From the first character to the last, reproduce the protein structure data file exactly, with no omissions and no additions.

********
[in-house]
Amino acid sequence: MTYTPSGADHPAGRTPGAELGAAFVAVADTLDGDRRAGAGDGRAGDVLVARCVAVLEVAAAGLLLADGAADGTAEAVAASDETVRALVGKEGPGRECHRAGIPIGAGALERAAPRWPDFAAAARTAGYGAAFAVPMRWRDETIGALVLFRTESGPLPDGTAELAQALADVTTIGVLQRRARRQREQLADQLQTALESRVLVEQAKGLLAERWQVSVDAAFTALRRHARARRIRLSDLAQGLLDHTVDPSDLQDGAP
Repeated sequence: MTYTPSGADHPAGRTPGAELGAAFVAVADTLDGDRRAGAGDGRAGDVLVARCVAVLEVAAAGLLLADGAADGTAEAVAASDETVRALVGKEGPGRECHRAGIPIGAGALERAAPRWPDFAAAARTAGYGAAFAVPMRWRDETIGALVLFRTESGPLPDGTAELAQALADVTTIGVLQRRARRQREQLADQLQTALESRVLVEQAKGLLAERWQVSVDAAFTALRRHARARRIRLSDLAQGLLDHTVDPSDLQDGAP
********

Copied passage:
[in-house]
Amino acid sequence: MTYTPSGADHPAGRTPGAELGAAFVAVADTLDGDRRAGAGDGRAGDVLVARCVAVLEVAAAGLLLADGAADGTAEAVAASDETVRALVGKEGPGRECHRAGIPIGAGALERAAPRWPDFAAAARTAGYGAAFAVPMRWRDETIGALVLFRTESGPLPDGTAELAQALADVTTIGVLQRRARRQREQLADQLQTALESRVLVEQAKGLLAERWQVSVDAAFTALRRHARARRIRLSDLAQGLLDHTVDPSDLQDGAP
Repeated sequence: MTYTPSGADHPAGRTPGAELGAAFVAVADTLDGDRRAGAGDGRAGDVLVARCVAVLEVAAAGLLLADGAADGTAEAVAASDETVRALVGKEGPGRECHRAGIPIGAGALERAAPRWPDFAAAARTAGYGAAFAVPMRWRDETIGALVLFRTESGPLPDGTAELAQALADVTTIGVLQRRARRQREQLADQLQTALESRVLVEQAKGLLAERWQVSVDAAFTALRRHARARRIRLSDLAQGLLDHTVDPSDLQDGAP